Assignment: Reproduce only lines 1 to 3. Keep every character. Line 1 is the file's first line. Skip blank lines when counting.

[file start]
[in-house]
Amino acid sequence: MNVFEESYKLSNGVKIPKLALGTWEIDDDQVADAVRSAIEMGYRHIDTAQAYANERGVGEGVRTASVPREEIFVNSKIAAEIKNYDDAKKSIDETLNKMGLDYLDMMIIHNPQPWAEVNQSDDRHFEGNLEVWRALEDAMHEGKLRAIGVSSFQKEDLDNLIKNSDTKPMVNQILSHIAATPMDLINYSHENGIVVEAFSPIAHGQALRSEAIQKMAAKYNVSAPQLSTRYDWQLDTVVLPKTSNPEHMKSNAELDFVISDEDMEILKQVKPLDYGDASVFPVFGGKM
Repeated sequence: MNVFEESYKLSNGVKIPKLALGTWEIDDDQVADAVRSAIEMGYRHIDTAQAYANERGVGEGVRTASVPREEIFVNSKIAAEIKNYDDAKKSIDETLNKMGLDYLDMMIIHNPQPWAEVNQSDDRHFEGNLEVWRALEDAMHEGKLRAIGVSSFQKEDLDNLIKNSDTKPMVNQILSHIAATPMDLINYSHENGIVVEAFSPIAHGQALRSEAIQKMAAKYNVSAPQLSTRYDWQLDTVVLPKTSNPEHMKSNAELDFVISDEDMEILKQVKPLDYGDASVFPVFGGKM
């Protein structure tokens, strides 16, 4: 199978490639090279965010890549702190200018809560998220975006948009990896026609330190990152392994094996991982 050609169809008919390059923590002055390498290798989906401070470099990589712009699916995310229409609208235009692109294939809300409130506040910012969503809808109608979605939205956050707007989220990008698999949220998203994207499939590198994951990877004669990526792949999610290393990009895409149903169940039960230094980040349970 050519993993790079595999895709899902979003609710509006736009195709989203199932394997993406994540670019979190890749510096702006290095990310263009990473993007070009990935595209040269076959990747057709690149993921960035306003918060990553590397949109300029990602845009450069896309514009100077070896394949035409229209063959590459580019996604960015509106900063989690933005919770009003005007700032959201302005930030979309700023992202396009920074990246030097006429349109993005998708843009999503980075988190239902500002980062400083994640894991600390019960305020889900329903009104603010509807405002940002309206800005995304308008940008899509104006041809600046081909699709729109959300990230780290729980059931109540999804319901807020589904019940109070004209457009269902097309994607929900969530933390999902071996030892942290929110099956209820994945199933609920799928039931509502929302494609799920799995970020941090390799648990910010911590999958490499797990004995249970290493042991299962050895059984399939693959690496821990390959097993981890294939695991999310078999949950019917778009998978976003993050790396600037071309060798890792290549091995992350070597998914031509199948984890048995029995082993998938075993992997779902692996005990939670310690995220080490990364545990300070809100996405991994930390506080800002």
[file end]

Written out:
[in-house]
Amino acid sequence: MNVFEESYKLSNGVKIPKLALGTWEIDDDQVADAVRSAIEMGYRHIDTAQAYANERGVGEGVRTASVPREEIFVNSKIAAEIKNYDDAKKSIDETLNKMGLDYLDMMIIHNPQPWAEVNQSDDRHFEGNLEVWRALEDAMHEGKLRAIGVSSFQKEDLDNLIKNSDTKPMVNQILSHIAATPMDLINYSHENGIVVEAFSPIAHGQALRSEAIQKMAAKYNVSAPQLSTRYDWQLDTVVLPKTSNPEHMKSNAELDFVISDEDMEILKQVKPLDYGDASVFPVFGGKM
Repeated sequence: MNVFEESYKLSNGVKIPKLALGTWEIDDDQVADAVRSAIEMGYRHIDTAQAYANERGVGEGVRTASVPREEIFVNSKIAAEIKNYDDAKKSIDETLNKMGLDYLDMMIIHNPQPWAEVNQSDDRHFEGNLEVWRALEDAMHEGKLRAIGVSSFQKEDLDNLIKNSDTKPMVNQILSHIAATPMDLINYSHENGIVVEAFSPIAHGQALRSEAIQKMAAKYNVSAPQLSTRYDWQLDTVVLPKTSNPEHMKSNAELDFVISDEDMEILKQVKPLDYGDASVFPVFGGKM